Book Title: Community College Leadership: A Multidimensional Model for Leading Change
Publisher: Stylus Publishing
Author: Pamela L. Eddy
Two-year colleges are facing major change. The majority will undergo a turnover in college presidencies in the next ten years, at a time when they are being asked to be engines for economic growth, enable more students – and a greater diversity of students – to gain 21st century qualifications, and provide a pathway to higher degrees, all with reduced state and local funding.
Recognizing that future community college leaders – at all levels– will manage increasingly complex organizations, and face very different challenges than their predecessors, this book provides a multidimensional model of leadership suited to these new demands and environments.
The model addresses issues of leader cognition, race and gender, the importance of culture, and the need for more collaborative modes of communication and decision making to frame and implement change. It recognizes that there is no longer any one way to lead, and that the next generation of leaders will be more diverse, possess experience and qualifications from a wider variety of careers, and follow new pathways to their positions. Leaders in the future will possess a cultural competency that is fostered by being lifelong learners.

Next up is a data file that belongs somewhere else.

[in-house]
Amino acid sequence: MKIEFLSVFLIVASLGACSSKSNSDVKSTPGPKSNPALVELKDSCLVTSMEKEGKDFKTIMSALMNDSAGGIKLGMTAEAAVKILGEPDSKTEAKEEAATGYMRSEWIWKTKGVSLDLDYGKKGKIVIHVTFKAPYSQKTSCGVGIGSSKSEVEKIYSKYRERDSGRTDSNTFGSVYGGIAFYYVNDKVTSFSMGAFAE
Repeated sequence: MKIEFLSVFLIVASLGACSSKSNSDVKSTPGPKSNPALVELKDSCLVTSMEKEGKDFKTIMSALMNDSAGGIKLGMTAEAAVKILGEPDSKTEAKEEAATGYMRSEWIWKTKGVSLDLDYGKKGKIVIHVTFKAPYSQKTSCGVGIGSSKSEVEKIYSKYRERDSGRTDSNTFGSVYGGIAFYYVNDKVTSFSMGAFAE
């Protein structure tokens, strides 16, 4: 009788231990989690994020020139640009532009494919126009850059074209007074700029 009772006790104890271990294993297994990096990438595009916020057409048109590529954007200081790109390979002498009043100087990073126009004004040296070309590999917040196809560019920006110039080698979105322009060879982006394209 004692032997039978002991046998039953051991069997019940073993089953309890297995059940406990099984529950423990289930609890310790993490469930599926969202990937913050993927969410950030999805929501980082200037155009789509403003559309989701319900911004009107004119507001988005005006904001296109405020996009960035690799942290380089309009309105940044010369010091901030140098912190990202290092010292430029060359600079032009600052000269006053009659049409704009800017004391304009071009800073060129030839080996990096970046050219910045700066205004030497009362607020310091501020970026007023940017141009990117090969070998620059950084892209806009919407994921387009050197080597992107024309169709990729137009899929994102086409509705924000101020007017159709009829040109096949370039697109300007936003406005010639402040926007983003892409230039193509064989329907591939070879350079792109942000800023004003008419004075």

Through over 75 individual interviews with leaders and campus members, Eddy is able to provide examples of the model’s components in practice and to illuminate which experiences proved the most relevant for these leaders on their route to upper administration. She shows how her model intersects with the leadership competencies defined by the American Association of Community Colleges, and proposes strategies for future leadership development.
This book is intended for anyone considering a leadership position, at any level, in a community college; for college administrators and boards responsible for leadership development programs; and for individuals in corresponding organizations who conduct training programs for aspiring leaders. Likewise, those employed at four-year universities may find value in the model as a developmental tool.